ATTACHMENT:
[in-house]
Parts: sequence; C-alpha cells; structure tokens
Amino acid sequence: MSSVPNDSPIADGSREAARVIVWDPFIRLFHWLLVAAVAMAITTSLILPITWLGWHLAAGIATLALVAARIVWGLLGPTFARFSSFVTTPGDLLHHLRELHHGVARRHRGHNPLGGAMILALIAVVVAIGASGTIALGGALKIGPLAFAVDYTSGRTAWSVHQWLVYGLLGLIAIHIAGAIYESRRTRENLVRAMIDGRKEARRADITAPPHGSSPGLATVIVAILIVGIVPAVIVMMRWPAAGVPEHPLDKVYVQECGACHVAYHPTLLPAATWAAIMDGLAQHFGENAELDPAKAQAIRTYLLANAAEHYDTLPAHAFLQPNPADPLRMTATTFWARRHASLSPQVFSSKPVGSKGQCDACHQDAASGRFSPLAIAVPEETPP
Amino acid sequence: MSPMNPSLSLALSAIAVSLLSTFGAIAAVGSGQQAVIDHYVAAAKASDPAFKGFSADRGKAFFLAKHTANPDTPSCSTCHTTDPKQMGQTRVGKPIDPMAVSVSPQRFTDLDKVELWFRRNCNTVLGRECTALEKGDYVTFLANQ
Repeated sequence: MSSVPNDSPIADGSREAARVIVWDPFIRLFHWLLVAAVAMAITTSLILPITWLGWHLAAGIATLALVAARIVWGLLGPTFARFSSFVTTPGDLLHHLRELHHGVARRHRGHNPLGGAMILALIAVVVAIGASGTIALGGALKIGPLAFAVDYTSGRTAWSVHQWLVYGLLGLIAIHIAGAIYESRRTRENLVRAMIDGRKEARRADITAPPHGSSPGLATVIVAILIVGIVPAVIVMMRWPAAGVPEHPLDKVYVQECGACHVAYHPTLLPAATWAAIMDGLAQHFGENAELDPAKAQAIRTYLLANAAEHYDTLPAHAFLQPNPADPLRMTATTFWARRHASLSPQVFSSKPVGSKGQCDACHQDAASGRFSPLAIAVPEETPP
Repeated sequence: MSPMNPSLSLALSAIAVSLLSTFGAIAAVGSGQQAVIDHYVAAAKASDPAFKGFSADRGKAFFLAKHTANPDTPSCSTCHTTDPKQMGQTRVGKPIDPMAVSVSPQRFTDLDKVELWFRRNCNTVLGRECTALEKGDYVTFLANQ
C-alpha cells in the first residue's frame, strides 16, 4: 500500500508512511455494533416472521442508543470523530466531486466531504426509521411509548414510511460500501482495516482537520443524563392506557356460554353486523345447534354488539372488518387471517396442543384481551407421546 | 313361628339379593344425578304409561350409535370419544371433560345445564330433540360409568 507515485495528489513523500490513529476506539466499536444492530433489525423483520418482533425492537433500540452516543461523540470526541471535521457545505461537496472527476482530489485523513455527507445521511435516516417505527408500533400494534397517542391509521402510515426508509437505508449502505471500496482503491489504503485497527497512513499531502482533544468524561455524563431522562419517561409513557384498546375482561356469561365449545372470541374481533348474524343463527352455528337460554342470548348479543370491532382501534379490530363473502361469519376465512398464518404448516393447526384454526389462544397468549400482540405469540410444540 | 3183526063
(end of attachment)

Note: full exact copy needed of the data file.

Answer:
[in-house]
Parts: sequence; C-alpha cells; structure tokens
Amino acid sequence: MSSVPNDSPIADGSREAARVIVWDPFIRLFHWLLVAAVAMAITTSLILPITWLGWHLAAGIATLALVAARIVWGLLGPTFARFSSFVTTPGDLLHHLRELHHGVARRHRGHNPLGGAMILALIAVVVAIGASGTIALGGALKIGPLAFAVDYTSGRTAWSVHQWLVYGLLGLIAIHIAGAIYESRRTRENLVRAMIDGRKEARRADITAPPHGSSPGLATVIVAILIVGIVPAVIVMMRWPAAGVPEHPLDKVYVQECGACHVAYHPTLLPAATWAAIMDGLAQHFGENAELDPAKAQAIRTYLLANAAEHYDTLPAHAFLQPNPADPLRMTATTFWARRHASLSPQVFSSKPVGSKGQCDACHQDAASGRFSPLAIAVPEETPP
Amino acid sequence: MSPMNPSLSLALSAIAVSLLSTFGAIAAVGSGQQAVIDHYVAAAKASDPAFKGFSADRGKAFFLAKHTANPDTPSCSTCHTTDPKQMGQTRVGKPIDPMAVSVSPQRFTDLDKVELWFRRNCNTVLGRECTALEKGDYVTFLANQ
Repeated sequence: MSSVPNDSPIADGSREAARVIVWDPFIRLFHWLLVAAVAMAITTSLILPITWLGWHLAAGIATLALVAARIVWGLLGPTFARFSSFVTTPGDLLHHLRELHHGVARRHRGHNPLGGAMILALIAVVVAIGASGTIALGGALKIGPLAFAVDYTSGRTAWSVHQWLVYGLLGLIAIHIAGAIYESRRTRENLVRAMIDGRKEARRADITAPPHGSSPGLATVIVAILIVGIVPAVIVMMRWPAAGVPEHPLDKVYVQECGACHVAYHPTLLPAATWAAIMDGLAQHFGENAELDPAKAQAIRTYLLANAAEHYDTLPAHAFLQPNPADPLRMTATTFWARRHASLSPQVFSSKPVGSKGQCDACHQDAASGRFSPLAIAVPEETPP
Repeated sequence: MSPMNPSLSLALSAIAVSLLSTFGAIAAVGSGQQAVIDHYVAAAKASDPAFKGFSADRGKAFFLAKHTANPDTPSCSTCHTTDPKQMGQTRVGKPIDPMAVSVSPQRFTDLDKVELWFRRNCNTVLGRECTALEKGDYVTFLANQ
C-alpha cells in the first residue's frame, strides 16, 4: 500500500508512511455494533416472521442508543470523530466531486466531504426509521411509548414510511460500501482495516482537520443524563392506557356460554353486523345447534354488539372488518387471517396442543384481551407421546 | 313361628339379593344425578304409561350409535370419544371433560345445564330433540360409568 507515485495528489513523500490513529476506539466499536444492530433489525423483520418482533425492537433500540452516543461523540470526541471535521457545505461537496472527476482530489485523513455527507445521511435516516417505527408500533400494534397517542391509521402510515426508509437505508449502505471500496482503491489504503485497527497512513499531502482533544468524561455524563431522562419517561409513557384498546375482561356469561365449545372470541374481533348474524343463527352455528337460554342470548348479543370491532382501534379490530363473502361469519376465512398464518404448516393447526384454526389462544397468549400482540405469540410444540 | 3183526063